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Yours for Liberty

Selections from Abigail Scott Duniway's Suffrage Newspaper

Jean M. Ward and Elaine A. Maveety

6 × 9 inches. Illus. Bibliography. Index. 320 pages.

2000. ISBN 978-0-87071-474-0. Paperback, $21.95.

"When women's true history shall have been written, her part in the upbuilding of this nation will astound the world."

—Abigail Scott Duniway

Between 1871 and 1887, Duniway, a leader in the woman suffrage movement, chronicled this "true history" in the pages of The New Northwest, one of the few newspapers in the nation devoted to woman's advancement. With its motto of "Free Speech, Free Press, Free People," Duniway's weekly reform journal aimed to expose and combat social injustice of all kinds.

Yours for Liberty, the first published volume of Duniway's writings from The New Northwest, provides a vivid portrait of this pioneering suffragist and her work. The collected essays, news reports, and editorial and travel correspondence reveal her strong, often controversial convictions. Together, the nearly three hundred selections chronicle a fascinating and turbulent era when traditional social attitudes and institutions were being challenged, both in the Pacific Northwest and across the nation.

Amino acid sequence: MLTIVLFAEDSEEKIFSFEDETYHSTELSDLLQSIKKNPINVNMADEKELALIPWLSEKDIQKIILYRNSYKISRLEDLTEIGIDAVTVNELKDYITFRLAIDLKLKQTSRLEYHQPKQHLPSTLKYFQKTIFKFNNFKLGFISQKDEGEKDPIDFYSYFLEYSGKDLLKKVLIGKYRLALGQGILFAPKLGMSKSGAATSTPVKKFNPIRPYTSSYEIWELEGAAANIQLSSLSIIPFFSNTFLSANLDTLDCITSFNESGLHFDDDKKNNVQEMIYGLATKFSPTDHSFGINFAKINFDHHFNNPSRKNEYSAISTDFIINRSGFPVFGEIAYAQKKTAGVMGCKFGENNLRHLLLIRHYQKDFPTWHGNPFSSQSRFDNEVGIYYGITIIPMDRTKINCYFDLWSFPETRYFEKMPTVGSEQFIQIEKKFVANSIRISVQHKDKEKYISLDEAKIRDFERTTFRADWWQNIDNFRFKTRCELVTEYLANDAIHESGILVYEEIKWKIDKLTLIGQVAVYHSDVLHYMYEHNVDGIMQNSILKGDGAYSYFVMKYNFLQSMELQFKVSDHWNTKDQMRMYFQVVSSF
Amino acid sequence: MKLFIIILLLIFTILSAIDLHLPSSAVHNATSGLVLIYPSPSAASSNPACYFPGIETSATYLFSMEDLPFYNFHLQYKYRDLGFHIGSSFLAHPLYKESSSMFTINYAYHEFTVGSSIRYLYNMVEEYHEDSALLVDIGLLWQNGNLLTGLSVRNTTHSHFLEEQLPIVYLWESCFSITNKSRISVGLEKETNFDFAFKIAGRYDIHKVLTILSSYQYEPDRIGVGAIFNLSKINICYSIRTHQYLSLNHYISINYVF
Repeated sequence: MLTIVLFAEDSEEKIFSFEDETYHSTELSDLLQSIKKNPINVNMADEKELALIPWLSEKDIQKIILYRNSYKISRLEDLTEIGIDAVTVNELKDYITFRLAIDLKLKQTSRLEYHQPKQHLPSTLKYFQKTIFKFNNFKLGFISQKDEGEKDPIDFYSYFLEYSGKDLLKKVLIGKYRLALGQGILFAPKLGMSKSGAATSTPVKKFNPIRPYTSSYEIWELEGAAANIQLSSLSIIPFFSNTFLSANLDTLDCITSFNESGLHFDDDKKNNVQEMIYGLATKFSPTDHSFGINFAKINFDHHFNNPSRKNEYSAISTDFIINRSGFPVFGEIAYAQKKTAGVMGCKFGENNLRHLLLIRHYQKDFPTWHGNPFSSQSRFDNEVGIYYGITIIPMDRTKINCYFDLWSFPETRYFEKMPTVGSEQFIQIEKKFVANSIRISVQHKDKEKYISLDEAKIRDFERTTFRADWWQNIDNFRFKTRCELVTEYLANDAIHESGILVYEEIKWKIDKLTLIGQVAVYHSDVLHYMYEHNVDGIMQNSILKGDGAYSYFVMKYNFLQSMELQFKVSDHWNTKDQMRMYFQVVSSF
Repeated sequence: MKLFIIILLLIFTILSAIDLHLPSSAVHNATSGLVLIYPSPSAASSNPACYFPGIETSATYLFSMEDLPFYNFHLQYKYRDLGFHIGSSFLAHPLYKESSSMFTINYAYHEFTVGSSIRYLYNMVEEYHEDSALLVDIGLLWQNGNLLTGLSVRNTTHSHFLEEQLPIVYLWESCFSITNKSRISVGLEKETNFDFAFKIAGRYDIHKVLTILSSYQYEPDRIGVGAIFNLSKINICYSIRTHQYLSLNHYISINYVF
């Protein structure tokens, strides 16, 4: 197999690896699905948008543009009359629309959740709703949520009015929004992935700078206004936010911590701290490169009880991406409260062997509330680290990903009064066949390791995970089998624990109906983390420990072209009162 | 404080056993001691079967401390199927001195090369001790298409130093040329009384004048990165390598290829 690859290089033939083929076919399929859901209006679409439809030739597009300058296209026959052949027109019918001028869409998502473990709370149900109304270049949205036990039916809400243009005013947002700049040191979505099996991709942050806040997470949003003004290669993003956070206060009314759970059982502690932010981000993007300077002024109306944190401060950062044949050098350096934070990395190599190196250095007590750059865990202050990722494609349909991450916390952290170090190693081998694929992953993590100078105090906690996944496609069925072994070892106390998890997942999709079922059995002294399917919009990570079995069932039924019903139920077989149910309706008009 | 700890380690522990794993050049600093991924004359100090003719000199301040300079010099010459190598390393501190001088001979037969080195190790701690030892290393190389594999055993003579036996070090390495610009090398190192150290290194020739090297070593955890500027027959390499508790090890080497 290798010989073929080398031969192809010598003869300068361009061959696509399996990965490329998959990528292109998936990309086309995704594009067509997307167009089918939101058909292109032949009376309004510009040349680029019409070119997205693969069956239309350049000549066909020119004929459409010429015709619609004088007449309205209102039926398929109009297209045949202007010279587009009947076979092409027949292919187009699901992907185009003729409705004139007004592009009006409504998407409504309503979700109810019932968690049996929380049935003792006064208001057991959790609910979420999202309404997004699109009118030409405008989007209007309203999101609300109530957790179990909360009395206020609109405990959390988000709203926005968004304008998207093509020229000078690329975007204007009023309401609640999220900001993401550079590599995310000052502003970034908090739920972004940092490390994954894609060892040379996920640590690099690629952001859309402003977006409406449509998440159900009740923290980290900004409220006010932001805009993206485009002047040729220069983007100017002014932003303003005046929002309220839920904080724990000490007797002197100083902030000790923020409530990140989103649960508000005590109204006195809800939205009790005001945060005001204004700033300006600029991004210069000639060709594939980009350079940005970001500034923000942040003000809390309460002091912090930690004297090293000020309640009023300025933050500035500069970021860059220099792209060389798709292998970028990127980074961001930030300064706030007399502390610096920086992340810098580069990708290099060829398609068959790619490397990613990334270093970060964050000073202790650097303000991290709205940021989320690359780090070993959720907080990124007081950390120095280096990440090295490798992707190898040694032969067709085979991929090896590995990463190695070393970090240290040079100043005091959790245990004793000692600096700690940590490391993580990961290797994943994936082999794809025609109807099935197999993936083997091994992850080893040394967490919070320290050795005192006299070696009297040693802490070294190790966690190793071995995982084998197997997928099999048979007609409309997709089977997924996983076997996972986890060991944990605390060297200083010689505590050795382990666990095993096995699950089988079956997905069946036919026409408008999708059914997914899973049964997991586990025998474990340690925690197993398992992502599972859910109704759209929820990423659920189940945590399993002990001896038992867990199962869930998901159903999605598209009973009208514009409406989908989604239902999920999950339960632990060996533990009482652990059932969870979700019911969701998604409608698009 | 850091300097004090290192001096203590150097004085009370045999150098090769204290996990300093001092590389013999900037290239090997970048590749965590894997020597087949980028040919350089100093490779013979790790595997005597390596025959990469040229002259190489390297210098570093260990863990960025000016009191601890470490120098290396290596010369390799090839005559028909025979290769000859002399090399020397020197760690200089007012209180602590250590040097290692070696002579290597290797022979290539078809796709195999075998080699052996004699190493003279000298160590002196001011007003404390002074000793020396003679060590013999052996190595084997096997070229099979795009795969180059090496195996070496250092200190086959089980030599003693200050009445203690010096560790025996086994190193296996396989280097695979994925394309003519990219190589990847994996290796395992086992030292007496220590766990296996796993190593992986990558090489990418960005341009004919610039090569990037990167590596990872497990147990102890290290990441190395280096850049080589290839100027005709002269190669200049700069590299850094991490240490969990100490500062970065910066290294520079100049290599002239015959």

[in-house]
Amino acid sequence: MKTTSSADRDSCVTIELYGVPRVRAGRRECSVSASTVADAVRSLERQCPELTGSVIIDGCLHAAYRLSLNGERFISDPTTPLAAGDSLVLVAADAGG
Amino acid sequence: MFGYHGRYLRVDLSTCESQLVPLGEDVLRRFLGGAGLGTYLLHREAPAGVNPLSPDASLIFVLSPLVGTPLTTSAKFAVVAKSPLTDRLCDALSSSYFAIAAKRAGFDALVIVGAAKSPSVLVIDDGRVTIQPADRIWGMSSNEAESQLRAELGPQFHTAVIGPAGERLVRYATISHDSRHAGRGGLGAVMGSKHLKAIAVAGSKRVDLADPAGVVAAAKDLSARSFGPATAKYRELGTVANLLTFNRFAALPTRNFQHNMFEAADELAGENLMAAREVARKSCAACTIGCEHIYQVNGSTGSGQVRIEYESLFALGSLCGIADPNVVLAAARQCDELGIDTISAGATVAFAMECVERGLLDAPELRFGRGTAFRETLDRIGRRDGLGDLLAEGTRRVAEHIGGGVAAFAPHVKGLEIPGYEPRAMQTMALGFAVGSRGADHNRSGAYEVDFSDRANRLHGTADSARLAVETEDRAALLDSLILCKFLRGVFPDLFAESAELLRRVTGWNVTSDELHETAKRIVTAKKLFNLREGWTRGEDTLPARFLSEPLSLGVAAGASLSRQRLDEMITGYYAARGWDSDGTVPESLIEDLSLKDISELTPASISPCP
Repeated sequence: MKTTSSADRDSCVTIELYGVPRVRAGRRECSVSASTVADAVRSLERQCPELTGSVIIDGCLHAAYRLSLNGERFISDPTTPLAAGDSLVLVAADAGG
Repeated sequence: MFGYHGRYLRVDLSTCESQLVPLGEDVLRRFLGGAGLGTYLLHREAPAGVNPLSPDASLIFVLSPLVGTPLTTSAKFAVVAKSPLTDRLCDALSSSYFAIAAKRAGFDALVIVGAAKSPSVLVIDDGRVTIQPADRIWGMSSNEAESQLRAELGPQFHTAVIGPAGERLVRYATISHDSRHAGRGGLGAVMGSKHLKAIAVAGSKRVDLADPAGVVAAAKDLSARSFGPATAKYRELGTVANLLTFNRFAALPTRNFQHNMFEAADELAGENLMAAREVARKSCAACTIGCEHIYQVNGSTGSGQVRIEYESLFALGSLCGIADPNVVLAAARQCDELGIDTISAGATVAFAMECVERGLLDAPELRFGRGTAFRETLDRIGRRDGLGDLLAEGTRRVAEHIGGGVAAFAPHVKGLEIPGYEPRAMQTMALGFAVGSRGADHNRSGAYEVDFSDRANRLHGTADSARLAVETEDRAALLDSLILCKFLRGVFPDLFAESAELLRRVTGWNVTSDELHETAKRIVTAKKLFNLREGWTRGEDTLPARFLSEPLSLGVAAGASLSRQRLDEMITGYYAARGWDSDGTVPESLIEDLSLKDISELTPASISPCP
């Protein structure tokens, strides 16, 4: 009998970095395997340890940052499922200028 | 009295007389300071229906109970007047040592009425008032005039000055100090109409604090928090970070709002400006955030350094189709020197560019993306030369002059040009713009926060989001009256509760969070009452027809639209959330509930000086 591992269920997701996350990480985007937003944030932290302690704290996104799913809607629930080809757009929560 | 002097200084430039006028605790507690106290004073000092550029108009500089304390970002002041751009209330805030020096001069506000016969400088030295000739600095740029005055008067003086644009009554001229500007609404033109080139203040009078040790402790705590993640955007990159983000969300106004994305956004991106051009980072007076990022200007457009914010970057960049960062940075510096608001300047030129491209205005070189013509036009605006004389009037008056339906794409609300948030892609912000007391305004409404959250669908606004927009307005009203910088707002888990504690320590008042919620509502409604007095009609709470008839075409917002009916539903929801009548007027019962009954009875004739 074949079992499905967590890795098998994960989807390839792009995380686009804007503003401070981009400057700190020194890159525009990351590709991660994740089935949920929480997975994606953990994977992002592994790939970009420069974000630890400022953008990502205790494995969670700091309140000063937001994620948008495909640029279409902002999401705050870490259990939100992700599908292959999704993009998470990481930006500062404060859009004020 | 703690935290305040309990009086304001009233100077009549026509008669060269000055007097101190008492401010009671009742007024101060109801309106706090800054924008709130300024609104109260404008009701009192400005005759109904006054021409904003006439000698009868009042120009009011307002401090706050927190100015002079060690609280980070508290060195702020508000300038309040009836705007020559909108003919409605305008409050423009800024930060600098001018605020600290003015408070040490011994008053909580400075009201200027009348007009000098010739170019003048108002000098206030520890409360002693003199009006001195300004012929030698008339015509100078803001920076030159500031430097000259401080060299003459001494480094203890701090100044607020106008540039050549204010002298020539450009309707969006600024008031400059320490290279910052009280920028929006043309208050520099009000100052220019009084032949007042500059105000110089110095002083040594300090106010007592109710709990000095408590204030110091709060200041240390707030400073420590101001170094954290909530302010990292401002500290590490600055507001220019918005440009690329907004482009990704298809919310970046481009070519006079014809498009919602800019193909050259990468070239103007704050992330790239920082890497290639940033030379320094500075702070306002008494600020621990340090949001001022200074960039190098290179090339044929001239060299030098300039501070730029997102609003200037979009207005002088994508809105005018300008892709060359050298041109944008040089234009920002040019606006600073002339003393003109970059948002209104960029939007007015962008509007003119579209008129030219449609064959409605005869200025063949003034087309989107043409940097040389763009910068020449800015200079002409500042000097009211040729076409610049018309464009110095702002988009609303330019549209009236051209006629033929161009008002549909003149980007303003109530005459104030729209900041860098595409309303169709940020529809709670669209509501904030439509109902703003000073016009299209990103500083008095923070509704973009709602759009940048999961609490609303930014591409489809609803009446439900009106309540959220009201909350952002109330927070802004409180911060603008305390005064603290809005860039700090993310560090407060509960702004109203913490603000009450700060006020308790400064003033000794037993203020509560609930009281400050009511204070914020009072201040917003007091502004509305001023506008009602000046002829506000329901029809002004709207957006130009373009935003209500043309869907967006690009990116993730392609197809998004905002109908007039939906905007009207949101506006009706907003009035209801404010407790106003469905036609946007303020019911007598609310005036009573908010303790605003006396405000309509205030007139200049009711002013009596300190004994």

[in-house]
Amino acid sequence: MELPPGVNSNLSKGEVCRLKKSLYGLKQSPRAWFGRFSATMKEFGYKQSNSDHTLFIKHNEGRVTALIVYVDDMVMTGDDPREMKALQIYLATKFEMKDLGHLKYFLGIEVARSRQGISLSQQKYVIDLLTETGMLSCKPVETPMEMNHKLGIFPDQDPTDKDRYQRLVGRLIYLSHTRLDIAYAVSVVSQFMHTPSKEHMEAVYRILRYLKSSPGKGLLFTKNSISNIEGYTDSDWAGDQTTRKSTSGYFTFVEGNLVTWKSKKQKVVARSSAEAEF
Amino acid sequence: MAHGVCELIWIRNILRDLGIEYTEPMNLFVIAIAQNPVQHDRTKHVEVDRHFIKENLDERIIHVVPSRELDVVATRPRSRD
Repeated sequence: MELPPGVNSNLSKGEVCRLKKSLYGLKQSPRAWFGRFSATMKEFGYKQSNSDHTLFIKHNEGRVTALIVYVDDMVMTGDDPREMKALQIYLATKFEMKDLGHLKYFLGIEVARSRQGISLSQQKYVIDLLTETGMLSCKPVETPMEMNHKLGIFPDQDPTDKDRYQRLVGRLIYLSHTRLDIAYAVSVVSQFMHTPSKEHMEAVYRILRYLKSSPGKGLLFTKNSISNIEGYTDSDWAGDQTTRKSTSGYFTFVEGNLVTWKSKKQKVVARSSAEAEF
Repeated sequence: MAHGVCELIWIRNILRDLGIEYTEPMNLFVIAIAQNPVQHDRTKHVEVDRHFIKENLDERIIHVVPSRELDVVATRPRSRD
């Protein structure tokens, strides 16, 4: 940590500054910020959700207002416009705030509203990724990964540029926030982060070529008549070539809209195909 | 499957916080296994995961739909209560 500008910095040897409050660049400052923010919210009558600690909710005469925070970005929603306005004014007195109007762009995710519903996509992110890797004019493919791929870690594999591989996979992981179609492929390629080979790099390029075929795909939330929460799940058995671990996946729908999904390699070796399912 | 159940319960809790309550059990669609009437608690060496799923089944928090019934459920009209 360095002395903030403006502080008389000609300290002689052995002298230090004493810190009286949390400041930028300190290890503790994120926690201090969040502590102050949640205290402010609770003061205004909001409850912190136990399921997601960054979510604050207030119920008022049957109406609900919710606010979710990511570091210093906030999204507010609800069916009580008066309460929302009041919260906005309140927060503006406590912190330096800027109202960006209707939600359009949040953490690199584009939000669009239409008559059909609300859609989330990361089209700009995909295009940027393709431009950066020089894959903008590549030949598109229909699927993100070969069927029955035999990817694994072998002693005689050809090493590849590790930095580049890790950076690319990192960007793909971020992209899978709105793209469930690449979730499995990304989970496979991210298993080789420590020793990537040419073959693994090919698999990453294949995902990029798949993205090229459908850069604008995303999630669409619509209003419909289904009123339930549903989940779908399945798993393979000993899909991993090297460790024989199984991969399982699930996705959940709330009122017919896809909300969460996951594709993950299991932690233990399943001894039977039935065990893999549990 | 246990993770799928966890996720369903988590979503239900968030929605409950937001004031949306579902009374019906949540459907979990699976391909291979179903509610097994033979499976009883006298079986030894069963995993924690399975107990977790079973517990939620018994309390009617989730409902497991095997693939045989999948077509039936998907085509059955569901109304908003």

Based in Portland, Oregon, far removed from the center of reform movements in the East, The New Northwest served as a forum for discussions of issues as varied as treatment of the Chinese, policies relating to American Indians, the rights and legal status of women, Temperance and Prohibition, and the vagaries of religion. As a suffragist editor, Duniway wrote to persuade and inform her readers. Still, The New Northwest never failed to entertain. Duniway's wit and love of adventure are evident in lively tales of attending seances, falling off stagecoaches, being egged and hung in effigy, and barnstorming the Pacific Northwest in the company of Susan B. Anthony.

In their introductory essay, Jean Ward and Elaine Maveety provide a context for Duniway's tireless fight for reform and examine her remarkable career as an editor, writer, and suffragist.

Member of AAUP